Woke-ness, white privilege, cultural appropriation, intersectionality, mansplaining, ‘cancel culture’, #MeToo, micro-aggressions, tokenism.
These terms, and the arguments which go along with them, have often come to be grouped together under the term “identity politics”. On a basic level, this can simply mean advocacy on behalf of an identity group, but it is usually associated with the arguments of modern feminist, anti-racist, and pro-LGBTQ movements. Referring to someone being ‘woke’ is a slightly tongue-in-cheek way of saying they are alert to identity-based injustices.
Despite the equality and dignity of all people being a key tenet of Christian belief, the Church as a whole is yet to substantially engage, either in support or opposition, with the language and arguments of these modern movements.
The “Megxit” debacle (Meghan Markle and Prince Harry stepping back from Royal duties) has provided another vessel for the debate around identity politics to resurface. This came to a head on a recent edition of BBC’s Question Time. A University researcher in race and ethnicity pointed out that the assertion of one panellist that press treatment of the Duchess of Sussex was not racist might carry less authority due to his position as a white man, and the lack of experience of racism that entails. In response, actor Laurence Fox groaned and suggested that this often-heard argument was “boring” and in itself racist, prompting much outrage as well as some support on social media.
Whilst it would be most inappropriate for me (a white man) to claim expertise on such issues, it is notable that the broader conversation about identity politics has been (re-)sparked, and will undoubtedly crop up with increasing regularity in the coming years. In light of this, the Church should explore how it might have something distinctive to say.
A browse of #ChurchToo on Twitter reveals what is arguably a positive Christian outworking of identity politics – survivors of abuse and sexism in churches sharing their experiences and calling for radical culture change within the Church.
Some Christians, however, have argued that the language of identity politics undermines Christians’ shared identity in Christ, by deeming social identities as more important than church unity. On a previous edition of JPIT’s Faith in Politics Podcast, former Lib Dem leader and high-profile evangelical Tim Farron claimed “identity politics…is a colossal threat to stability, moderation and liberalism” due to the way it is perceived to be used to shut down debate.
Many individual Christians have been attuned to how discussions around identity have shifted, institutional engagement is fairly rare however, and the quietness of the Church is exacerbated by the prevalence of the debate elsewhere. Increasingly, identity politics is the lens through which conversations about social justice are had. A Church passionate about social justice needs to be able to participate in one way or another.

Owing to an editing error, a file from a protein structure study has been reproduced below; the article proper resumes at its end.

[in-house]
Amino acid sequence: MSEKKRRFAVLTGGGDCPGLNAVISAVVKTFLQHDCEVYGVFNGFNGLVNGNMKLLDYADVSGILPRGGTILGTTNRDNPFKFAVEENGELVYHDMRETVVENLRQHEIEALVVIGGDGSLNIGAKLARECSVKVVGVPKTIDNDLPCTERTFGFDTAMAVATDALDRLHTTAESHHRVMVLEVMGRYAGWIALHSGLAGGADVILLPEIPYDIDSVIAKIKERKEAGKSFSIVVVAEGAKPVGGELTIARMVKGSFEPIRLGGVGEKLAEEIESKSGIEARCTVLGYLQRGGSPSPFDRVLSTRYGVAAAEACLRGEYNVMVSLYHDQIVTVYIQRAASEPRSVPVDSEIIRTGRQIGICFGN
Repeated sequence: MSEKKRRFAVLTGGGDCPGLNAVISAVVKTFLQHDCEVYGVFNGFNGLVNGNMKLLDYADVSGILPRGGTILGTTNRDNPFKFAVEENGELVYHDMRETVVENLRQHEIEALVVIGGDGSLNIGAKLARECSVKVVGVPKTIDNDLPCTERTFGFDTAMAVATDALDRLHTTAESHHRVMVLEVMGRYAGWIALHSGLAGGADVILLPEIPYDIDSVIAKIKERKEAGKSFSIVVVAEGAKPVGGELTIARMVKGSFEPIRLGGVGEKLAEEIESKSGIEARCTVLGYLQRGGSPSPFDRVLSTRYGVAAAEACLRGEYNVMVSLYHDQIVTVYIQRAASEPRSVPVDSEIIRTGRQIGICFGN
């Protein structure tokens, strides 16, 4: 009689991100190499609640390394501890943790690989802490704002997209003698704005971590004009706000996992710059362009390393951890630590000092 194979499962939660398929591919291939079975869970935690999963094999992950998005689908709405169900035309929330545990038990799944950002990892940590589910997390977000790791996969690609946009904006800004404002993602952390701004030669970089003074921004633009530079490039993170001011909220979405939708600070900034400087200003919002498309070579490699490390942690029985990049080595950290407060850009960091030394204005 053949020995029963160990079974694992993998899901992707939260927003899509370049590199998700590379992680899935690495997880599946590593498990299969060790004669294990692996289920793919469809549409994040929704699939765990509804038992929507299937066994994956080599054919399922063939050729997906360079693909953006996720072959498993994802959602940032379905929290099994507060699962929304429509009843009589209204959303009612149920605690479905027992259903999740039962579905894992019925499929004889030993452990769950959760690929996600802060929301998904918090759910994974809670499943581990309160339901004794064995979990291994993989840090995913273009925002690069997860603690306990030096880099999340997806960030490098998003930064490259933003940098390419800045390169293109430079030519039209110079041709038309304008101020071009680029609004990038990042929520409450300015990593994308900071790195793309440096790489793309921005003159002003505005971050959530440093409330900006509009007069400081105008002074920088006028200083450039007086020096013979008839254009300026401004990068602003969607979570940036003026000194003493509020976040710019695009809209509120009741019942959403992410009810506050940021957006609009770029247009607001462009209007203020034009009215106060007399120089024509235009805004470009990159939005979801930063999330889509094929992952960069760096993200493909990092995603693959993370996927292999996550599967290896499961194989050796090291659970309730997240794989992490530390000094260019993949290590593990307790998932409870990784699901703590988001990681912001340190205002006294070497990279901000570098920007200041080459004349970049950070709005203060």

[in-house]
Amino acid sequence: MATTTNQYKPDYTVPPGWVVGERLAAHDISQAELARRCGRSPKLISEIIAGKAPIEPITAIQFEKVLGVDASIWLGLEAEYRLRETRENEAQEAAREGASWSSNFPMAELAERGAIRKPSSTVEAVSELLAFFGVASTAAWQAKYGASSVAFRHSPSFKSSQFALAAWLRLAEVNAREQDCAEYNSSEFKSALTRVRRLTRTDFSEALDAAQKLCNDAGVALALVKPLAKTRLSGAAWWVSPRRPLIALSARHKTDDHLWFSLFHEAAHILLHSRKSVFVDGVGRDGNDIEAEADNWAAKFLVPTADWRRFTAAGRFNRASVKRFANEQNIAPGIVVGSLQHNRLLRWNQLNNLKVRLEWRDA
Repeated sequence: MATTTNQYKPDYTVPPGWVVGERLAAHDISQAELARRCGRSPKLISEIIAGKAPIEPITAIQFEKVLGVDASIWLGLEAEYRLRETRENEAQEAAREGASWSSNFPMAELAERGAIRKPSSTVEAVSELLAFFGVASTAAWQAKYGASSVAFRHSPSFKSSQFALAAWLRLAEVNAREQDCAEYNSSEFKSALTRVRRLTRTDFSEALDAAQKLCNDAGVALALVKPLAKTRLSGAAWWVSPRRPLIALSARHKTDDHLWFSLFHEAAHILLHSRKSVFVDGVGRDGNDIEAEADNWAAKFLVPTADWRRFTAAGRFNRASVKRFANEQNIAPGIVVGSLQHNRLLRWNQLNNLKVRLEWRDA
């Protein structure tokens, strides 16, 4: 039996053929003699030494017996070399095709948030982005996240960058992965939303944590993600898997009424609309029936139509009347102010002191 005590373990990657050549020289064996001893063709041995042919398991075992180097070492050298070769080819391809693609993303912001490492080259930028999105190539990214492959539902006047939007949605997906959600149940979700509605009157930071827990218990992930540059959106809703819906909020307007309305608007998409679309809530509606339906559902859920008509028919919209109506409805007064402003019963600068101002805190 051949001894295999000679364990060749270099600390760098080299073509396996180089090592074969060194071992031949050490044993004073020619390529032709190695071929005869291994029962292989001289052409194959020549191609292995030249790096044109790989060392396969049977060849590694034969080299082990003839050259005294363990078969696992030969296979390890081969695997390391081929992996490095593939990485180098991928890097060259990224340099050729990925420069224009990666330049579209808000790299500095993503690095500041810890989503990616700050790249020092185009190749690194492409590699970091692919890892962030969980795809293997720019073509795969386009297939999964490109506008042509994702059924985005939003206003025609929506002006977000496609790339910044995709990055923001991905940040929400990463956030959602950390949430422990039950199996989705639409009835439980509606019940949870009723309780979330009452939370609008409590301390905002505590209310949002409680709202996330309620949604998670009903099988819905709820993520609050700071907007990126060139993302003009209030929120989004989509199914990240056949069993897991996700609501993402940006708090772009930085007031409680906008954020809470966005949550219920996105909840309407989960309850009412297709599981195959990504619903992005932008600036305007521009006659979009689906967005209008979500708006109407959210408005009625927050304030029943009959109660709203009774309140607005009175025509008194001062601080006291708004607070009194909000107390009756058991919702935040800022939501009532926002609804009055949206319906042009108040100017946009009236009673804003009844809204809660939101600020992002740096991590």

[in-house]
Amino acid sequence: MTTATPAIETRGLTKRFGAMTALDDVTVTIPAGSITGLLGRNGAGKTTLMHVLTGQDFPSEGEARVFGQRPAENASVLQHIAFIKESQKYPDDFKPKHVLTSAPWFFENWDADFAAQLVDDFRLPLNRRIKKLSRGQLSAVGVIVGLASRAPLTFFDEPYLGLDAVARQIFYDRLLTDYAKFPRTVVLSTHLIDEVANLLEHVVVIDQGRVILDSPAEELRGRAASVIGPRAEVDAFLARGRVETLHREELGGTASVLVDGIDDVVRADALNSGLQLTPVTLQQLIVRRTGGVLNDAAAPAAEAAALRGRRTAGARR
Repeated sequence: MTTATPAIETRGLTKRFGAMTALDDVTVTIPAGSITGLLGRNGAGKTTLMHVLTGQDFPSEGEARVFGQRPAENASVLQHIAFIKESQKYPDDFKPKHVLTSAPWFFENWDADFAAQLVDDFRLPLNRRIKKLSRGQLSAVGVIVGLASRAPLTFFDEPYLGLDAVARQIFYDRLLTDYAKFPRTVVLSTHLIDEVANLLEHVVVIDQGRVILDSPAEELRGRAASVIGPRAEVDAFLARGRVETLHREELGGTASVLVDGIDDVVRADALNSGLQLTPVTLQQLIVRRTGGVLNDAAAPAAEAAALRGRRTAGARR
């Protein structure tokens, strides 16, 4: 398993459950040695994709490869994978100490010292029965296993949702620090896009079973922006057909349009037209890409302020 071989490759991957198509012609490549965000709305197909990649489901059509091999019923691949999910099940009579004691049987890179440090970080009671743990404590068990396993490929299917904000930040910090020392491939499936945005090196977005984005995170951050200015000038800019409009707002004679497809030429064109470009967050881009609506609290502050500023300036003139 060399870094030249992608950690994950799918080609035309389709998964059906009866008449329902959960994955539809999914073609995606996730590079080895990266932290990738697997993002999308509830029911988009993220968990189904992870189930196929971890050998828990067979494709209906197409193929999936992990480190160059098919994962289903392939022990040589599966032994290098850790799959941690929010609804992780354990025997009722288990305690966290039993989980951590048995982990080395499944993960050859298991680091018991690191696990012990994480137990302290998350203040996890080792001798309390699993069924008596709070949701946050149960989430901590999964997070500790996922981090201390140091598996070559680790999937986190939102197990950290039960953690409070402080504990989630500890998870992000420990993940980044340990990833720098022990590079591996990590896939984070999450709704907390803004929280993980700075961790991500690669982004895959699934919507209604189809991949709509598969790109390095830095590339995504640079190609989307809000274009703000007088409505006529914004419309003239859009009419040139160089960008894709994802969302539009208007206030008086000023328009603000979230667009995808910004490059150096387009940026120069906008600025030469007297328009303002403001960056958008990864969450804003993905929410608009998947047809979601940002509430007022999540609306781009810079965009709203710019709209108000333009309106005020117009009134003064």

The debate in society more broadly is much more active, and cuts across the traditional political spectrum. Shortly before his recent death, conservative philosopher Roger Scruton called it “a new kind of censorship and intimidation.” Some voices in the Labour party have called on the party to ditch the language of identity politics as a way of winning back the “economically liberal, socially conservative” demographic.
Ironically, supposed proponents of ‘identity politics’ are less likely to use that term. The Black Lives Matter movement sees that police violence is disproportionately experienced by black communities and so campaign politically from a place of identity-based solidarity without naming this as identity politics. Similarly, the #MeToo movement both amplifies the voices of people who have experienced abuse and recognises sexist systems and attitudes which make such stories so common for women, without using such terminology.
Social media unhelpfully amplifies more radical voices like Fox’s, meaning nuance is easily lost in the broader debate. Some “anti-woke” commentators are seemingly simply unwilling to tackle racism and sexism, whilst others offer helpful caveats to identity politics without rejecting its premises entirely. Barack Obama for example recently argued that woke culture based on being “as judgemental as possible” is not effective activism, but he would not reject the benefits of identity-based solidarity and analysis.
Too often the church ends up having substantial conversations about important social issues years after the rest of society has moved on. I fear identity politics is one such area where Christians will struggle to catch up if institutions don’t start asking important theological and practical questions sooner rather than later.
Questions such as these:
- How does our identity in Christ relate to our other embodied and socialised identities?
- How highly do we regard collective experience of oppression as a source of theological and social authority?
- What is the best way of tackling the ongoing realities of identity-based discrimination?
The debate has moved beyond ideological affirmation of equality between identities, and my hope and prayer is that the church may move with it.